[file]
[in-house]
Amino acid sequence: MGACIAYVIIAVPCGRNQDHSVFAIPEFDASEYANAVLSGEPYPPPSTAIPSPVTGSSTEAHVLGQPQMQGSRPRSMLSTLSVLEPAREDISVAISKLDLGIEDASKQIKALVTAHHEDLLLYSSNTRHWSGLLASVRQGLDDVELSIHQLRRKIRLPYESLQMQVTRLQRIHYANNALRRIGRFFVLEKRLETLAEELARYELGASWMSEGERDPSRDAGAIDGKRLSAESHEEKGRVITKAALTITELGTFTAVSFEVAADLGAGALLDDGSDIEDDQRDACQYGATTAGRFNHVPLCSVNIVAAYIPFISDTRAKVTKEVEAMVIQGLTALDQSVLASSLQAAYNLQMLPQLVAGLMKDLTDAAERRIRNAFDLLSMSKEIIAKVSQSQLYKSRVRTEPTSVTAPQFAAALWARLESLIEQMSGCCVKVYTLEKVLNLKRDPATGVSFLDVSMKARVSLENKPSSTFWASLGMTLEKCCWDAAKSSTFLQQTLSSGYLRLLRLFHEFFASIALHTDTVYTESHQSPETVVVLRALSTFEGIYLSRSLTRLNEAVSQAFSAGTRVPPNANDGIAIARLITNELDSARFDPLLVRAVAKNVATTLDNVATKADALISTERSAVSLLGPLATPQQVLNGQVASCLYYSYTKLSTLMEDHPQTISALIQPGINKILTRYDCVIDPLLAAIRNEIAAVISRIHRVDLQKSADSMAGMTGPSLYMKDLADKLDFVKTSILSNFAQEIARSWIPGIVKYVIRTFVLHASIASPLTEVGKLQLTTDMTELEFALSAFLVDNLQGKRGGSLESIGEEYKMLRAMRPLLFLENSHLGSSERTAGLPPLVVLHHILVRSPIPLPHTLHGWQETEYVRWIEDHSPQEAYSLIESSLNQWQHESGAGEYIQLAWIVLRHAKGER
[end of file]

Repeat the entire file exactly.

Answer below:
[in-house]
Amino acid sequence: MGACIAYVIIAVPCGRNQDHSVFAIPEFDASEYANAVLSGEPYPPPSTAIPSPVTGSSTEAHVLGQPQMQGSRPRSMLSTLSVLEPAREDISVAISKLDLGIEDASKQIKALVTAHHEDLLLYSSNTRHWSGLLASVRQGLDDVELSIHQLRRKIRLPYESLQMQVTRLQRIHYANNALRRIGRFFVLEKRLETLAEELARYELGASWMSEGERDPSRDAGAIDGKRLSAESHEEKGRVITKAALTITELGTFTAVSFEVAADLGAGALLDDGSDIEDDQRDACQYGATTAGRFNHVPLCSVNIVAAYIPFISDTRAKVTKEVEAMVIQGLTALDQSVLASSLQAAYNLQMLPQLVAGLMKDLTDAAERRIRNAFDLLSMSKEIIAKVSQSQLYKSRVRTEPTSVTAPQFAAALWARLESLIEQMSGCCVKVYTLEKVLNLKRDPATGVSFLDVSMKARVSLENKPSSTFWASLGMTLEKCCWDAAKSSTFLQQTLSSGYLRLLRLFHEFFASIALHTDTVYTESHQSPETVVVLRALSTFEGIYLSRSLTRLNEAVSQAFSAGTRVPPNANDGIAIARLITNELDSARFDPLLVRAVAKNVATTLDNVATKADALISTERSAVSLLGPLATPQQVLNGQVASCLYYSYTKLSTLMEDHPQTISALIQPGINKILTRYDCVIDPLLAAIRNEIAAVISRIHRVDLQKSADSMAGMTGPSLYMKDLADKLDFVKTSILSNFAQEIARSWIPGIVKYVIRTFVLHASIASPLTEVGKLQLTTDMTELEFALSAFLVDNLQGKRGGSLESIGEEYKMLRAMRPLLFLENSHLGSSERTAGLPPLVVLHHILVRSPIPLPHTLHGWQETEYVRWIEDHSPQEAYSLIESSLNQWQHESGAGEYIQLAWIVLRHAKGER